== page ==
Many first-time bird owners are shocked to find out just how loud their small birds can be. They jump into bird ownership, thinking their homes will sound like a tranquil garden on a hot summer day, only to find out that the pet they’ve adopted screeches instead of singing songs all day long.
A parakeet isn’t a specific type of parrot but, rather, a term given to several small to medium-sized species of parrots with long tail feathers. The term “parakeet” isn’t a taxonomical reference to any genus or family of parrots. The parrots sometimes referred to as parakeets span multiple genera. In this article, we’ll be specifically focussing on the rose-ringed parakeet (Psittacula krameri).
Rose-ringed parakeets are quite loud, though there are definitely much louder parrots out there as well. Read on to learn more about what to expect for sounds when you adopt a parakeet.
Do Parakeets Make Noise?
Rose-ringed parakeets are vocal little birds when it comes to vocalizations like whistling and chitter chatter. If they live with other rose-ringed parakeets, they’ll likely chatter constantly with one another, but even solo birds will stay talkative throughout most of the day. If your bird has closely bonded with you, they’ll enthusiastically vocalize when you enter the room.
However, rose-ringed parakeets are certainly quieter than other commonly kept companion birds, particularly macaws. Screaming is not a typical behavior, though some may let out a light screech now and then. However, they rely on sound to communicate with each other. In the wild, flock members constantly call out to each other when they’re in flight.
What Noises Do Parakeets Make?
Rose-ringed parakeets make a wide range of noises when socializing and expressing their moods. Let’s look at some of the most common sounds you’ll hear your parakeet make.
Rose-ringed parakeets can learn to talk and mimic words they’ve heard. Among the smaller parrots, they are considered one of the most proficient speakers.
Whistling is usually a sign of a happy and healthy rose-ringed parakeet. It’s very easy to teach your bird to whistle, but at times, they seem to pick up sounds on their own and whistle without any training!
As mentioned above, screaming is not a typical behavior of the rose-ringed parakeets. If you hear your screaming, it could be a sign that your pet is afraid or distressed. This often requires prompt intervention (and possibly a vet visit, depending on the event that triggers the scream).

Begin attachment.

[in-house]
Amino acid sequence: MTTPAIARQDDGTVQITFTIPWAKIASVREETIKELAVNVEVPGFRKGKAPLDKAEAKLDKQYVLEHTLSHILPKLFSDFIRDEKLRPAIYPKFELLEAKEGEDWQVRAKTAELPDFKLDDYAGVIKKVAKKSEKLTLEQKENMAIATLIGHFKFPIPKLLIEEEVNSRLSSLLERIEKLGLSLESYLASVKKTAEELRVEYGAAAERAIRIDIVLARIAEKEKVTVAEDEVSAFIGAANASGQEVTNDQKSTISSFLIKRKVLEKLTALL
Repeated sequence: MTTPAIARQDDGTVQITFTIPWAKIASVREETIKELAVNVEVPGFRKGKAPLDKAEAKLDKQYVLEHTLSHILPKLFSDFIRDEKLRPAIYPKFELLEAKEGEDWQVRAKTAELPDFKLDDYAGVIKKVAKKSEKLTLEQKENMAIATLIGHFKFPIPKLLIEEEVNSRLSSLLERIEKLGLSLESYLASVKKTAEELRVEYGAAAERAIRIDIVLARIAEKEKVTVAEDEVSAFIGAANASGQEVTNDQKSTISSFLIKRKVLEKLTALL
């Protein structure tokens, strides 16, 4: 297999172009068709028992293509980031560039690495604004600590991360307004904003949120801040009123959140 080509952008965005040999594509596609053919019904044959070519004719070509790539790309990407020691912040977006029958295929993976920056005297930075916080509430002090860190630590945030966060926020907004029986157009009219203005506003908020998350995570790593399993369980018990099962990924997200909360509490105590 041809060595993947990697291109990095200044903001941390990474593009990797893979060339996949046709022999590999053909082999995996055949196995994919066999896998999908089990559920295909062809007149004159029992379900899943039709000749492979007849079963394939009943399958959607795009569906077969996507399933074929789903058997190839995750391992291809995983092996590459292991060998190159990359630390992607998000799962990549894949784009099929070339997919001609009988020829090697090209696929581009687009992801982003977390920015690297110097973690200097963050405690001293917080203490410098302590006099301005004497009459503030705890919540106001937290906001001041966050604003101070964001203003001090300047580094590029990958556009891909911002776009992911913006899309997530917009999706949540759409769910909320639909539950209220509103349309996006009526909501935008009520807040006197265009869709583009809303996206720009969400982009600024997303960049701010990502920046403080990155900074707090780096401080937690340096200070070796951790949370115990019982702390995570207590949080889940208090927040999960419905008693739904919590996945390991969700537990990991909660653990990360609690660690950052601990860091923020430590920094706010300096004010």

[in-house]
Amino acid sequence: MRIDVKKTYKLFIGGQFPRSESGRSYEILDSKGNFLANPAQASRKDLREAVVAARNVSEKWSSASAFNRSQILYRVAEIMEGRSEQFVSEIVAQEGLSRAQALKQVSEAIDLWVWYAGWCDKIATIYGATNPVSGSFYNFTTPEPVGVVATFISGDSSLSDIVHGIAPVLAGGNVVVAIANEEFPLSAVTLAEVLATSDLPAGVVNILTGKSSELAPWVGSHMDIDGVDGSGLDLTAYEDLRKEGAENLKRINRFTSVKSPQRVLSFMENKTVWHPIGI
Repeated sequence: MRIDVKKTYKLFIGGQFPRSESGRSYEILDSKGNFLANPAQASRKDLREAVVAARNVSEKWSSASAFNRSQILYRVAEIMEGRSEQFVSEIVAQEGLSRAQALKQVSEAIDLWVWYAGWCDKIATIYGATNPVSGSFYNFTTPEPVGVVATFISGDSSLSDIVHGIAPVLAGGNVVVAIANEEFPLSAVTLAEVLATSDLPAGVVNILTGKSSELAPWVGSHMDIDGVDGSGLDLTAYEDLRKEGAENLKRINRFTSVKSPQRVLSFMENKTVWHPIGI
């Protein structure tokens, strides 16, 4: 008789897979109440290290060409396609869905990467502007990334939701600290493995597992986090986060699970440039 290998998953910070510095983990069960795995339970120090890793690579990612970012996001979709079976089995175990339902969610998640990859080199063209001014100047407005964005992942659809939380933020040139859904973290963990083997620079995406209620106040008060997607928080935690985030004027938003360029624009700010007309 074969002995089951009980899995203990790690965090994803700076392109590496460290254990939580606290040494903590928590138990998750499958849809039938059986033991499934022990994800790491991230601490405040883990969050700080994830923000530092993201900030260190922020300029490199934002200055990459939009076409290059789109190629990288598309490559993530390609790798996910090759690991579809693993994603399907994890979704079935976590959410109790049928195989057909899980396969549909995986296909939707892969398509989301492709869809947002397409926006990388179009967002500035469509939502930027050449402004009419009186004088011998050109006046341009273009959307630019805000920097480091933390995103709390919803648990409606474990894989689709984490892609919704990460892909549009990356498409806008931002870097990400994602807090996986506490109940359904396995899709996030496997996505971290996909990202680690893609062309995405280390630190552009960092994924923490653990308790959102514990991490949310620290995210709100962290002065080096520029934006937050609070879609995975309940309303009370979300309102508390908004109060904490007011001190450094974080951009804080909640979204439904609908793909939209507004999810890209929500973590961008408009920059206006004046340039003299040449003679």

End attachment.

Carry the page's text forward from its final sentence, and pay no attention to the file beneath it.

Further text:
Rose-ringed parakeets love to chirp, and you’ll hear yours doing so when everything is going well in their world. Parakeets use chirping sounds in the wild to reassure their flock mates that everything is well. Your bird might chirp away all day to themselves (and you!).
Chattering is one of the most common rose-ringed parakeet noises you’ll hear. It mostly implies contentment and will sound like they are mumbling to themselves. They may also chatter to get another bird’s attention or as part of the courtship display. Some parakeets will happily chat to themselves or at their own reflection all day long.
When Are Parakeets the Loudest?
Like many other bird species, rose-ringed parakeets tend to be loudest during dawn and dusk. Their noisiness typically corresponds with when the natural light reaches their cage.
What Do I Do if My Parakeet Is Loud?
If you feel that your parakeet is vocalizing too much, you may need to do some investigative work to determine the cause.
You should examine your parakeet’s environment to determine if there’s something problematic coming up for them in there. Do they have enough toys available? Have you swapped out their toys recently to ensure things remain exciting? Does your bird have a line of sight with a window where they may be exposed to scary things like wild birds flying by?
Rose-ringed parakeets may be vocal birds, but they’re not generally known for being excessively loud. There are exceptions to this rule, however. If your rose-ringed parakeet lives alongside other birds, they may chitter chatter all day with one another, but still, these chattering sounds shouldn’t be too loud. If they’re feeling stressed or scared, they may vocalize excessively to try to tell you that something is off.